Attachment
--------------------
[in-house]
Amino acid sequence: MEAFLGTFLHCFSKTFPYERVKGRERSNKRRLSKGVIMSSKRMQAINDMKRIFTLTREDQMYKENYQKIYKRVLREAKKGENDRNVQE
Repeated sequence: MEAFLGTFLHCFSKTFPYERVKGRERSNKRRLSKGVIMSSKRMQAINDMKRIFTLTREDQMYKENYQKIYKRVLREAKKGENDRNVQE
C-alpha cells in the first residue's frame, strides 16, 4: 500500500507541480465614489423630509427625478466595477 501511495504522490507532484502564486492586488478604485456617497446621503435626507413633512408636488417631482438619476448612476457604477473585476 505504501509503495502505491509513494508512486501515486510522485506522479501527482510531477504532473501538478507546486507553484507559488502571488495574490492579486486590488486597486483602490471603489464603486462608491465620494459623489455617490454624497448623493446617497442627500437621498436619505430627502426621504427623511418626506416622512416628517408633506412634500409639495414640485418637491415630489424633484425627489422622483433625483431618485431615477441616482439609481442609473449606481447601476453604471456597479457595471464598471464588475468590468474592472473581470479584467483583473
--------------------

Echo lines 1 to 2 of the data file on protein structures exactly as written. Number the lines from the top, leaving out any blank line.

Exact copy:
[in-house]
Amino acid sequence: MEAFLGTFLHCFSKTFPYERVKGRERSNKRRLSKGVIMSSKRMQAINDMKRIFTLTREDQMYKENYQKIYKRVLREAKKGENDRNVQE